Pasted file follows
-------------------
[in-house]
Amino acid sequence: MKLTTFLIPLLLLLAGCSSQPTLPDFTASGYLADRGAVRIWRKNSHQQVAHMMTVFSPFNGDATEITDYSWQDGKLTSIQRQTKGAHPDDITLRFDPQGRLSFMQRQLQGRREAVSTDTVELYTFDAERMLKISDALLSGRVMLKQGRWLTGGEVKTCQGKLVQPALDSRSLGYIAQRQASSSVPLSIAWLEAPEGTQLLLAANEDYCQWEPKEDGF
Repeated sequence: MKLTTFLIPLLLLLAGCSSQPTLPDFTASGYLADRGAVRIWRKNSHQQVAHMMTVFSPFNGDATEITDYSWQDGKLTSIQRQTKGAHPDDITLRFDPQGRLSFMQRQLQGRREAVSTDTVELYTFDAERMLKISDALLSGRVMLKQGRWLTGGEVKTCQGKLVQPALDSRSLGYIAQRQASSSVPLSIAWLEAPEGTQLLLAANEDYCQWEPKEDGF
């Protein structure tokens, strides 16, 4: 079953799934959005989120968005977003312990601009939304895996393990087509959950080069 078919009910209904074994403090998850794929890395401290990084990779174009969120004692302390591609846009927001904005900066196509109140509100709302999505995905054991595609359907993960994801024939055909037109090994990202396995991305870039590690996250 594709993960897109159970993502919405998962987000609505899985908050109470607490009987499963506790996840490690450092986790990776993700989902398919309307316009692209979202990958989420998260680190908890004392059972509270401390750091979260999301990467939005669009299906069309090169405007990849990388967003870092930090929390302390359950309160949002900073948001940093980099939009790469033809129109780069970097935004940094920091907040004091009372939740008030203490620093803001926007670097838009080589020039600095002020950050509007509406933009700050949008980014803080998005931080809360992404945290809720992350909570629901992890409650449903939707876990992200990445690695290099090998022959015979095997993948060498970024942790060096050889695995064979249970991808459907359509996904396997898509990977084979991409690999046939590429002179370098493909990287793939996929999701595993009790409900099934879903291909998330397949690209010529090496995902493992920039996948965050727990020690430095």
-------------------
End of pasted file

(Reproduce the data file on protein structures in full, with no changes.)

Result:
[in-house]
Amino acid sequence: MKLTTFLIPLLLLLAGCSSQPTLPDFTASGYLADRGAVRIWRKNSHQQVAHMMTVFSPFNGDATEITDYSWQDGKLTSIQRQTKGAHPDDITLRFDPQGRLSFMQRQLQGRREAVSTDTVELYTFDAERMLKISDALLSGRVMLKQGRWLTGGEVKTCQGKLVQPALDSRSLGYIAQRQASSSVPLSIAWLEAPEGTQLLLAANEDYCQWEPKEDGF
Repeated sequence: MKLTTFLIPLLLLLAGCSSQPTLPDFTASGYLADRGAVRIWRKNSHQQVAHMMTVFSPFNGDATEITDYSWQDGKLTSIQRQTKGAHPDDITLRFDPQGRLSFMQRQLQGRREAVSTDTVELYTFDAERMLKISDALLSGRVMLKQGRWLTGGEVKTCQGKLVQPALDSRSLGYIAQRQASSSVPLSIAWLEAPEGTQLLLAANEDYCQWEPKEDGF
């Protein structure tokens, strides 16, 4: 079953799934959005989120968005977003312990601009939304895996393990087509959950080069 078919009910209904074994403090998850794929890395401290990084990779174009969120004692302390591609846009927001904005900066196509109140509100709302999505995905054991595609359907993960994801024939055909037109090994990202396995991305870039590690996250 594709993960897109159970993502919405998962987000609505899985908050109470607490009987499963506790996840490690450092986790990776993700989902398919309307316009692209979202990958989420998260680190908890004392059972509270401390750091979260999301990467939005669009299906069309090169405007990849990388967003870092930090929390302390359950309160949002900073948001940093980099939009790469033809129109780069970097935004940094920091907040004091009372939740008030203490620093803001926007670097838009080589020039600095002020950050509007509406933009700050949008980014803080998005931080809360992404945290809720992350909570629901992890409650449903939707876990992200990445690695290099090998022959015979095997993948060498970024942790060096050889695995064979249970991808459907359509996904396997898509990977084979991409690999046939590429002179370098493909990287793939996929999701595993009790409900099934879903291909998330397949690209010529090496995902493992920039996948965050727990020690430095």